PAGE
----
Indeed, with hindsight, the best epitaph for the whole post-Wapping decade might be, to paraphrase the famous headline: small earthquake in Fleet Street, not many newspapers closed. Far from new technology enabling a dawning era of consumer choice, of the newcomers, Today, like the Sunday Correspondent, is yesterday, and now that the Independent and its Sunday sister aren't, most in the industry agree with Doug Flynn, managing director of News International, that 'there's not much reason that they can, or should, survive'. A new pluralism? Hardly, with News International and the Mirror Group controlling more than 50% of newspaper circulation between them. Says Barlow: 'In the days of globalisation, medium-sized groups are vulnerable. You need to be part of a big group to avoid the threat of takeover.'

Nor have the 1990s brought an upturn in an overall sales curve which, since the newspaper heyday of the 1960s, has slid from 16 million to 14 million for dailies and more steeply from 25 million to 16 million for Sundays. Much of this has to do with changing social habits rather than the failings of the press - competition with TV, the decline of public transport, the proliferation of alternative occupations on Sunday - and is partly offset by much larger papers. But whatever the reason, the sales droop is matched by an equally steady decline in national newspapers' share of the advertising cake, which for broadsheets is their most important source of revenue.

Even the shine of current financial respectability fades under scrutiny. Some is due to the windfall sale of Fleet Street properties and the cashing in of Reuters shares. Moreover, like lottery winners buying Ferraris, too often newspapers overinvested in physical production, ignoring the fact that with new technology and the trouncing of the unions vertical integration was no longer necessary. Result: considerable print overcapacity and, recently, a steady move to combine and rationalise facilities.

To be sure, the gloom can be overdone. 'I see nothing to suggest that we are in terminal rather than cyclical decline,' says Preston. He points to the vitality of the UK newspaper marketplace - 'easily the most competitive in the world,' agrees Flynn. No other country comes close in breadth and quantity of national newspapers, nor in the intensity of the rivalries between them. High-voltage competition is one reason that the UK industry looks positively vibrant compared with, say, the gloom-racked US, whose mainly regional papers are steadily leaching circulation and may well be early sufferers from Internet-borne competition.

Within this local context, at least, some groups are thriving. Associated Newspapers is widely admired for its consistent investment in the Daily Mail and its Sunday stablemate, now among the most confident and profitable titles in the country. Under Conrad Black, proprietor since 1985, the Daily and Sunday Telegraph seem to be managing the difficult trick of making themselves more attractive to younger readers without making older ones apoplectic in Tunbridge Wells. The Guardian is also rated a success story, although many query its 1993 purchase of the Observer, while the FT and its Pearson companion the Economist demonstrate the viability of serious specialist and international journalism.

Then there is News International. Despite Murdoch's far-flung ambitions, his UK arm is by some margin the industry's most aggressive and feared competitor. The combination of parent company News Corporation's newspaper assets with the control of TV, film and satellite delivery mechanisms gives it a range of strategic options which other groups can only dream about. For example, industry-watchers speculate that the company's latest satellite venture, ASkyB, may be used to beam newspapers down to subscribers' desktop computers in the US.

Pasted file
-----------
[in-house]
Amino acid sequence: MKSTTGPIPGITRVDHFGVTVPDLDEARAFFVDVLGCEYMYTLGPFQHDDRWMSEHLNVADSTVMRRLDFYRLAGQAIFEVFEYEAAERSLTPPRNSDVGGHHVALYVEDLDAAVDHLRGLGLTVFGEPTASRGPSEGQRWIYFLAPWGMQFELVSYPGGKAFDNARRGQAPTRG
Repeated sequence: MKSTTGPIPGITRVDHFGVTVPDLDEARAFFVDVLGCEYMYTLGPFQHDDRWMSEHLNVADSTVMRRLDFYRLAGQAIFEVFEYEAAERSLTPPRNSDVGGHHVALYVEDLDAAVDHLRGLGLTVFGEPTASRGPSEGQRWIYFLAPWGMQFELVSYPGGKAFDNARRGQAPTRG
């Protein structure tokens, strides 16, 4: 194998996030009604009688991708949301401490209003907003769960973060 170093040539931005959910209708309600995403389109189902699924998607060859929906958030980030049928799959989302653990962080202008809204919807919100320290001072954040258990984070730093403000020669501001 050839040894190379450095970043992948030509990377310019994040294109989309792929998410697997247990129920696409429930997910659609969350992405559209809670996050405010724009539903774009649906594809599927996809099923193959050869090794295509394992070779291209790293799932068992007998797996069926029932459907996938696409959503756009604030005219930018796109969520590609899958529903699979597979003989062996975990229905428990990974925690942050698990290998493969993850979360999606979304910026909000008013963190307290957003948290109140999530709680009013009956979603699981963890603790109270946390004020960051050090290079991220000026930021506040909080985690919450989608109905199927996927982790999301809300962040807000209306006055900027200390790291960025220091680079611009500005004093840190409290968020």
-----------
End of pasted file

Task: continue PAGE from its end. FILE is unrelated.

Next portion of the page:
Not everyone warms to Murdoch. Many figures criticise the corrosive effects on the industry of the headlong downmarket rush of the Sun. And 'he should never have been allowed to buy The Times or control BSkyB the way he does,' snorts a senior executive at another company. No one, however, underestimates his company's ruthlessness or its ability to alter the rules of the game to suit its own agenda.

The closure of Today is an example of the former, the broadsheet price war a classic of the latter. Slashing the cover price of The Times hobbled its rivals (only the Guardian and the FT gambled, successfully, on keeping their prices up) at the same time as it boldly attempted to recast the paper's chronically loss-making finances. The strategy may be paying off. Circulation figures up by half to 600,000 have enabled the paper to lift advertising rates by 15%, going some way towards making up for losses on the cover price. Asserts Flynn: 'The Times is within sight of breaking even. Although,' he adds, straight-faced, 'I might add that we are a reasonably long-sighted organisation.'

And yet, and yet. Despite the successes, it's impossible to shake off the impression that as an industry, newspapers have never grown up. Symbolically, 'The industry probably never achieved its full potential,' regrets Barlow, pointing out that even when circulations were at their highest - the Daily Mirror selling 5.2 million copies and the Daily Express over 4 million - they were stunted by production problems. Less tangibly (although it can be seen in the contents) this is also true editorially. The cause is a wicked brew of cultural factors which effectively make editorial offices a no-go area for management. First, like all professionals, journalists are promoted because they are good writers or editors, not managers. Then, they are under intense pressure to produce instant results - a short-termism exacerbated by intense professional focus on today's news. A wide cultural gulf separates editorial from advertising departments, where more sophisticated notions of management apply. But in any case, it's not obvious that management is necessary since the editorial process, a daily miracle of just-in-time creation, is so focused and self-evident that it appears to run itself.

Finally, newspapers' inherent tendency to think of themselves not as businesses but as actors in the dramas they are describing is dangerously compounded by the flattering attentions of tycoons whose reasons for desiring them - power, prestige, revenge, entertainment - have nothing to do with business or management theory.